In other words, what temptation can so often look like to someone is that which on the surface looks like a righteous cause, but that in the end, produces only division, because what is being valued isn’t Christianity, but something else entirely.  Instead, Christianity is used as a means to the end of whatever else that other thing is—a politics, an ideology, a worldview that God may in fact not ultimately support.

So, cut to Paul’s letter to the Philippians.  Paul holds the congregation at Philippi very dear to his heart—a “You foolish Galatians!” type of letter this is emphatically not.  But the church at Philippi is going through some very real growing pains, as evinced by Paul’s need to repeatedly reassure them, even going so far as to tell them, in effect, “it gets better.”  For just as Paul struggled with the same things early in his faith and eventually moved beyond them, so too shall the Philippians.  How are they supposed to move beyond their growing pains, though, you ask?

Well…by embracing their faith as a totality of their lifestyle.  Paul makes it abundantly clear in this passage that his interpretation of Christianity is not, as New Testament scholar Ernest Saunders puts it, “a set of doctrines, but to (a) whole way of life.  The gospel for Paul was not a creed, or a set of propositions, but a total lifestyle.  Indeed, in this passage he uses a striking expression, found nowhere else in his letters.  It is translated “manner of life” in most versions.”  He is referring to verse 27, where alone in his letters, Paul exhorts another people to live in a particular manner.  To continue from Saunders, “we still continue to reduce the gospel to a set of theological statements in the face of the repeated insistence of the New Testament that the response to God’s act on our behalf is a new kind of being and doing—not just thinking.  We are called into a new life-world that requires human transformation, not a rearranged belief system.  That is what we are hearing from Paul in this account of the gospel as a ‘manner of life.’”

So to *be* a Christian is to, in fact, *do* Christianity.  The faith of a Christian is not centered simply around right belief, but around right action and right living, which are, at their core, informed, oriented, and fueled by that right belief.  For us to resist the *doing* part of Christianity in favor of other actions that we may think are Christian but aren’t, that is a form of temptation.  We may feel good for dwelling on a crusade that criticizes our political or cultural enemies, but that good feeling does not come from Christ.  It comes from our own sinful nature that has learned long, long, ago that it is far, far easier to make yourself feel better by tearing someone else down than by building yourself up.  Destruction is easier and quicker than construction not just in the physical realm, but in the emotional and spiritual realms as well.

C.S. Lewis wrote “The Screwtape Letters” in 1942, when his native Great Britain was still taking it on the chin from Germany in World War II—keep in mind that at this point, we are still two years away from D-Day in France—and so it would have been easy to see someone who had a different opinion on war strategy as an idiot or worse, as a traitor.  As Lewis conveys, pacifists and patriots alike viewed each other with suspicion, and to Lewis, that was one of the kinds of temptation that evil regularly uses to achieve its destructive ends.  After all, not only is it far easier to tear someone down than to build them up, it is also far easier to do if that person you are tearing down is seen by you as an enemy rather than a friend.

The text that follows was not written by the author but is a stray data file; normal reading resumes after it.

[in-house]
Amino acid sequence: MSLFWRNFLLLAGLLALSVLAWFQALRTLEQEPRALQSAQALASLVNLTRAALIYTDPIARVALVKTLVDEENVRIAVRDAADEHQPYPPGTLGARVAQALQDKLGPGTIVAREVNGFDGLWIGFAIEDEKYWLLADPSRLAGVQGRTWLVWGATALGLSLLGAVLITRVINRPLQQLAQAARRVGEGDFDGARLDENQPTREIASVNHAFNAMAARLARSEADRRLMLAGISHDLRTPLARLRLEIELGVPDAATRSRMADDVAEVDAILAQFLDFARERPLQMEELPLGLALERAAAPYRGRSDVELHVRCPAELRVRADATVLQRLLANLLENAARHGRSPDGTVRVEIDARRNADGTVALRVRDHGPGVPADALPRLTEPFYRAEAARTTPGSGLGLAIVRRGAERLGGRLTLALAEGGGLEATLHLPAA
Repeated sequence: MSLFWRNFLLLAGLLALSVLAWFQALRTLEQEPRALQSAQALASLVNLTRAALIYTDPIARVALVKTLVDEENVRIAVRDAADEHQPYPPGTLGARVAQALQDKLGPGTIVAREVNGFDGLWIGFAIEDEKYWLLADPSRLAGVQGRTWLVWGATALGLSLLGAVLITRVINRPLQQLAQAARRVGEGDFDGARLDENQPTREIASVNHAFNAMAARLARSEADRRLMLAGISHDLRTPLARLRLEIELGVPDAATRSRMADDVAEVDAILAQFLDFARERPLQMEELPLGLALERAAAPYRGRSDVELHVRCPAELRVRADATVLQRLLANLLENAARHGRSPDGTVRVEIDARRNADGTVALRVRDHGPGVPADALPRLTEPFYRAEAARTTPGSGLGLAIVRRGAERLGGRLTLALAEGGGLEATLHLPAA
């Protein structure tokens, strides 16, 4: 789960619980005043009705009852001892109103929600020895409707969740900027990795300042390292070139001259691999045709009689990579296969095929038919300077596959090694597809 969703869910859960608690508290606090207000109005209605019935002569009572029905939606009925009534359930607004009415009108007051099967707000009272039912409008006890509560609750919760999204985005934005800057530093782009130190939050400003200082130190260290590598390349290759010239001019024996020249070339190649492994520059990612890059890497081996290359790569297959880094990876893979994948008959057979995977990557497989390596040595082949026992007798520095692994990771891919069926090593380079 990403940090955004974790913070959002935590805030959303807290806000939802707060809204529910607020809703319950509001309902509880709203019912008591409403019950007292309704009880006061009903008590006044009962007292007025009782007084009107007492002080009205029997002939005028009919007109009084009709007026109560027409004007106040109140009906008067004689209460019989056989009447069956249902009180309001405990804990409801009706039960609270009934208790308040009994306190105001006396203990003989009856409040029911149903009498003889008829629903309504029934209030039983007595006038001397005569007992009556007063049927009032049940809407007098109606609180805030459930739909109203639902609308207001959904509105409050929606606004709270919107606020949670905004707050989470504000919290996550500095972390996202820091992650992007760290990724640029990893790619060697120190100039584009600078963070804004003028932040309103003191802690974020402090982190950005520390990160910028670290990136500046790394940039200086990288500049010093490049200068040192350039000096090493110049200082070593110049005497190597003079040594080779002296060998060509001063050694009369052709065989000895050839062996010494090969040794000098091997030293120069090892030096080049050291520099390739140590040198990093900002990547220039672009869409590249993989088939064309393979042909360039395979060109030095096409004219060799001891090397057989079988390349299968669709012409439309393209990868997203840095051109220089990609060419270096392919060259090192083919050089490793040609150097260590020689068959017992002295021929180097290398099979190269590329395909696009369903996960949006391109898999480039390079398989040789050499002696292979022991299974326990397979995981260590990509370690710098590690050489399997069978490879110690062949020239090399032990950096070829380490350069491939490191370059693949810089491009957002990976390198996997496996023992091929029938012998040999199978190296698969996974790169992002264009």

Which just goes to show how ridiculously inane and radical it was for Jesus to tell us to bless our enemies.  But there are genuine enemies—enemies who are truly opposed to our being alive, people like terrorists—and then there are enemies who are more bogeymen than actual enemies: people we prop up in the recesses of our imagination as caricatures, far worse than they really are.   This is what Lewis was talking about here, and it is the trap that the Philippians fall into.  Twice in the eight verses of this passage, Paul exhorts the Philippians to achieve unity, and the way to do that, Paul writes, is to not be terrified of your adversaries.  Do not build them up into something they are not!  Instead, leave them up to God, and God will attend to them.

We have been presented with a potentially divisive question as a church, as we discern what we should say to same-sex couples who want to be married.  But they are not our enemy.  They never have been.  And look around this sanctuary: I guarantee you that your enemy does not sit in this room, even if they disagree with you on this.  Using this to divide a growing, loving congregation is, in the end, another temptation, one that we are emphatically told to resist.

Think about that young girl, singing her heart out in the final weeks of her life.  If you did not know the person behind the voice—that is, if all you heard was the audio, knowing nothing else about her—she would be easy to criticize.  A little girl, choosing to cover a frankly pretty lame pop song?  That’s low-hanging fruit.  But once you realize who this girl is—not who you tell yourself she might be—criticizing her becomes a luxury, a temptation we can do without.  And so instead, we focus on her courage and her energy for recording music all the way to the end.  As Paul says, we esteem her better than ourselves, for it is right and holy that we should do so.

That is the difference, in a nutshell, between succumbing to temptation and standing up to it.  We esteem others better than ourselves, even when we think they might be wrong.  Because it is better, in the end, to look towards their interests than ours, in the hope and faith that they will return the favor.  They well may not.  But that does not mean that we should.  It means we go right back to being the type of church Paul calls us to be: a unified, loving, humble church, calling the world to Christ bit by bit, piece by piece, soul by soul.  

May it be so.  Amen.

Rev. Eric Atcheson
Longview, Washington
November 3, 2013